Queen of the Quadratic

Wednesday, August 30, 2006


I've been appointed "leader" of the Algebra 2 team this year. In the past, this position has required little leadership except passing along papers that come from the central office. I was expecting much the same this year.

Imagine my surprise to learn that several on my team (3 of them) haven't taught the subject before and were expecting me to teach it to them!?!?! Now, this is pretty shocking in itself, but it gets worse.

At least one (and perhaps more) apparently think that I am too gruff and short with them when they ask me questions and give off an "attitude" of "You should already know this." Here's the deal...

We teach 6 of 8 periods a day. One period is lunch and one is conference. My class average size is 30, so that makes 180 (give or take) students. I teach two subjects, one of which had a "revamp" on the curriculum over the summer and came out a complete mess. Unfortunately, that is the one that is new to me, so I am not only failing in being an effective teacher, but I'm also NOT learning anything about the course.

The course that I am "leading" hasn't been changed much in the past three years. It's good, solid, and the kids learn a LOT. It's all laid out on a CD along with pacing, standards, and supplementary materials. In addition, we also have a textbook that we can refer to if we need some teaching advice and approach strategies. Apparently, these other teachers are expecting me to write out everything that I do and say so they can emulate it. Flattering as that might be, it's simply impossible. Most of what I do, I don't think about in advance. I can't possibly tell them what I'm doing.

One of them (at least) seems to think that I'm not doing a spectacular job with this leadership position and rather than talk to me about it, she is going to the department chair who later relays the message to me with no hope of knowing who thinks this or what incidence is being talked about. I have no way to know why she thought I was being snooty because I haven't a clue when I was being snooty. The only thing I can figure is that she mistook my silence after making a statement for having a condescending aire. I typically make a statement and then shut my mouth to allow the person to whom I'm speaking to process the information. I find it frustrating when I am trying to understand something and the person "explaining" it won't shut up and let me assimilate the information.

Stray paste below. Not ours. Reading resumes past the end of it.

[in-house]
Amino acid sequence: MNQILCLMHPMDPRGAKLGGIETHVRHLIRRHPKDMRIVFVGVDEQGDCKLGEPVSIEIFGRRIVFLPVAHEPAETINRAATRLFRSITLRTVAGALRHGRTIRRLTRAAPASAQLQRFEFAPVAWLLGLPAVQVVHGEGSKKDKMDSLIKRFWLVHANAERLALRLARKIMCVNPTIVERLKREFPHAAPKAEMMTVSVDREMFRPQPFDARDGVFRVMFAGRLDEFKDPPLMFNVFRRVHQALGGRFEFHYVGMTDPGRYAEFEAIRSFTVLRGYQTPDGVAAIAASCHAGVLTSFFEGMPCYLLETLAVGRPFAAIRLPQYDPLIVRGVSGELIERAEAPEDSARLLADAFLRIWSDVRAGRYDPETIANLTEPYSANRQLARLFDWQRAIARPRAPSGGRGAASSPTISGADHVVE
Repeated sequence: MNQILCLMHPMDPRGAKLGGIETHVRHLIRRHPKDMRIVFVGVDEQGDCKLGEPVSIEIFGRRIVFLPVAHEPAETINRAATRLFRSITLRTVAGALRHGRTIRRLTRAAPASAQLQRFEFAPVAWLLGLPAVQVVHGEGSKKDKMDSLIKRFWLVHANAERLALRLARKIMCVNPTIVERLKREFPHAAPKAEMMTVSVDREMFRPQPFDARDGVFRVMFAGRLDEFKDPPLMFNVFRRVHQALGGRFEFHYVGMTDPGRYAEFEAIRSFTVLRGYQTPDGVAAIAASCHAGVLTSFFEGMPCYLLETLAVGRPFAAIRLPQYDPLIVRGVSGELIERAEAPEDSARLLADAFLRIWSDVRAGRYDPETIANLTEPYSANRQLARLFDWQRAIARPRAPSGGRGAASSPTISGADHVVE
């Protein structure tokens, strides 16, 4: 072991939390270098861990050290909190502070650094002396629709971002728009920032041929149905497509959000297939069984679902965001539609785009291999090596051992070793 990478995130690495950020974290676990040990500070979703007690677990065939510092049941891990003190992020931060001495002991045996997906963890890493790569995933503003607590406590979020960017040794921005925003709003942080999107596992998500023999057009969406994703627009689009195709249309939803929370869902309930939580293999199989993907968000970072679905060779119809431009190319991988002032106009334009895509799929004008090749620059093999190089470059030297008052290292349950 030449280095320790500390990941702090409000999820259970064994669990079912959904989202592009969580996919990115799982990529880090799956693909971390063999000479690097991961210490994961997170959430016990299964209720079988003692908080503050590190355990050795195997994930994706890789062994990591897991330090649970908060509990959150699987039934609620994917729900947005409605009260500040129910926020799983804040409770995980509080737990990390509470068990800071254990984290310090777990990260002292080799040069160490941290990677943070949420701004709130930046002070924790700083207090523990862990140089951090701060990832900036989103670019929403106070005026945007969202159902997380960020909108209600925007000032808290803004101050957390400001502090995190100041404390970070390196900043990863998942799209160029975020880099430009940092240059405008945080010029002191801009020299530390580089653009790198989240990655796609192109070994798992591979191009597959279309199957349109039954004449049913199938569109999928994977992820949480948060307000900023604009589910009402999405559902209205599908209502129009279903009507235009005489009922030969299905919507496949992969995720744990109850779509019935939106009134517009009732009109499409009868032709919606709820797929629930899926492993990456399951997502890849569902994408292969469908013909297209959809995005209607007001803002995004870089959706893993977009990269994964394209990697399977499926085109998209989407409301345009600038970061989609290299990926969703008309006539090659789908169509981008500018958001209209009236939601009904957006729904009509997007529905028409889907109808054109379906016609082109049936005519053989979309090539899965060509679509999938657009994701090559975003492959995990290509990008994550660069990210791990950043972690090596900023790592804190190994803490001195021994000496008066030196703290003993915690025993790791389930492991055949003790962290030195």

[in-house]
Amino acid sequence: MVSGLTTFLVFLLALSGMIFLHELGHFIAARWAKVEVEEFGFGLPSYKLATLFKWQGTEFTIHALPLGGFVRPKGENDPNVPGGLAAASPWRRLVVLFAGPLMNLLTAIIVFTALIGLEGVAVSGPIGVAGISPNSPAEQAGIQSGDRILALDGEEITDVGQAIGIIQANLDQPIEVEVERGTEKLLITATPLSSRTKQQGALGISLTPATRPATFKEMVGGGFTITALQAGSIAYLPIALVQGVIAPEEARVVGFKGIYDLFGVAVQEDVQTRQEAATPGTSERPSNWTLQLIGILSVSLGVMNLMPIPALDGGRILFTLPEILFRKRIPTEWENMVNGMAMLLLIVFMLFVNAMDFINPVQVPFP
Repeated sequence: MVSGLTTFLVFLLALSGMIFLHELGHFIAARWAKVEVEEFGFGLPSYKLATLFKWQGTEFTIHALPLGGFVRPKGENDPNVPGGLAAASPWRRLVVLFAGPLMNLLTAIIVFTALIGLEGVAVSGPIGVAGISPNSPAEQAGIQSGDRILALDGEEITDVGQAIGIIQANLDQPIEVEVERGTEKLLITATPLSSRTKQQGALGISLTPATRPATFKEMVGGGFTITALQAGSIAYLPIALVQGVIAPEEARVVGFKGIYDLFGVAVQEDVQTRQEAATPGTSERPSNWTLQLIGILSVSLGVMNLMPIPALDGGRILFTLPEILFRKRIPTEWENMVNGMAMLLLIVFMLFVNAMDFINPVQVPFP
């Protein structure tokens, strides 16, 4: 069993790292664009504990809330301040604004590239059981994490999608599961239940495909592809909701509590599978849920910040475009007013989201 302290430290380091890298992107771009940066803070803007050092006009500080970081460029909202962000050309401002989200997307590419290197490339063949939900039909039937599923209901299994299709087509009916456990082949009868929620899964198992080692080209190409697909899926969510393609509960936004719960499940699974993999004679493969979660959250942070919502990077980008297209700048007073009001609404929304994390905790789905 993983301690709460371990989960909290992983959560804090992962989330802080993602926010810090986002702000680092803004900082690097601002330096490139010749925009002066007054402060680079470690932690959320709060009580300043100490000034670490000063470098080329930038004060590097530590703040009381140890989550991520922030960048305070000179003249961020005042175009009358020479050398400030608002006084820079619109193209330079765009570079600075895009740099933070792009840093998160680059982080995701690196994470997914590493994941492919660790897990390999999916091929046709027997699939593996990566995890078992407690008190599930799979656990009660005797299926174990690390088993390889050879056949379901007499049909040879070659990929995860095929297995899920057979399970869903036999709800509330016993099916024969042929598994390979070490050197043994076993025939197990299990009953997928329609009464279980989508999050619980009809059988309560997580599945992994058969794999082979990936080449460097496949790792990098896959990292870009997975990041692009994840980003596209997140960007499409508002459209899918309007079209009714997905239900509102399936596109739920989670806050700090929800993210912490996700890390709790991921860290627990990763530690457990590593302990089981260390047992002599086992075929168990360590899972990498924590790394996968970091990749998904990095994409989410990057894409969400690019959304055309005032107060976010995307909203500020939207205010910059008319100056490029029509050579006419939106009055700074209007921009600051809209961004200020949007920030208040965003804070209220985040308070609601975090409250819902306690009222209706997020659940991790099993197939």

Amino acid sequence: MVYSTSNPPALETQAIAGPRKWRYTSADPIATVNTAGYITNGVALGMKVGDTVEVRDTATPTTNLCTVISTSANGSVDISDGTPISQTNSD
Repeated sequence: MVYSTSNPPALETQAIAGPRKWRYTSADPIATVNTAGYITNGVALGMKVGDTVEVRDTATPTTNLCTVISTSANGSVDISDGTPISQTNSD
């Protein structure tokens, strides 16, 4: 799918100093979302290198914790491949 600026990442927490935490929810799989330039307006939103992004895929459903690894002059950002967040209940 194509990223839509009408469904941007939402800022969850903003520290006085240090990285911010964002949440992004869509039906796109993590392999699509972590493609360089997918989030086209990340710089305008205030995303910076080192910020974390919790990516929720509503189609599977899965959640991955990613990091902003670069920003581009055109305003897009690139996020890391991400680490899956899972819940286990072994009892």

I'd like to know who I should talk with about this so I can clear the air. It is very frustrating to know that there is a problem and not know how or with who to deal with it.

I'm about ready to start looking for a new position next year. This nonsense is getting ridiculous.

Monday, August 28, 2006

How can it be...

One week. Just one little week. It felt like it lasted about two years!

On the upside, my students are wonderful, my classes are "gelling", and I've already built a good deal of rapport with my kids. I think we are going to have a highly successful year.

I convinced a friend of mine (and the admin at school) to come work at my school. She is having a rough time adjusting to the new environment and job description, but I feel confident she'll do just fine. There are several other newbies in my department, some of whom I am very concerned about. Many of my students from years past are stopping by for tutoring in the mornings, and some have decided to switch from the alternate 3rd year math to Algebra 2 in an attempt to get into my classes. It's a little flattering, but at the same time frightening to watch my rosters grow at an exponential rate.

I'm taking a half day off today to visit with my doctor and get the low-down on what's next in the line of ankle repair. I'll report to work for the second half of the day and have a goal to LEAVE WORK no later than 5:30 this evening. (Last week, I didn't leave earlier than 7 on ANY of the 5 nights.)

Monday, August 21, 2006

First day

We made it through the first day. We have 5 new teachers in my department this year (roughly 1/4 of the department), so I spent my conference period assisting one of them. After school, I went to check up on the one to whom I am assigned "buddy". She was a little run down, but still standing. Two of the others looked a little glossy eyed.

I felt pretty energetic at the end of the day (which makes NO sense). I can't imagine why I would feel so full of life since I didn't have a conference period.

I am now feeling quite drained and think I'd better head for bed so I can be lively and spry tomorrow.

Thursday, August 17, 2006

Inservice Week

Inservice started on Monday. It was really great to see everyone again, and to meet the new people on our campus. My room needed (and still needs) a lot of work. My students, in an effort to help me close out the year, boxed up all of my things and took down all of my posters and various other decorations. While I greatly appreciate it, I am having a difficult time finding everything again!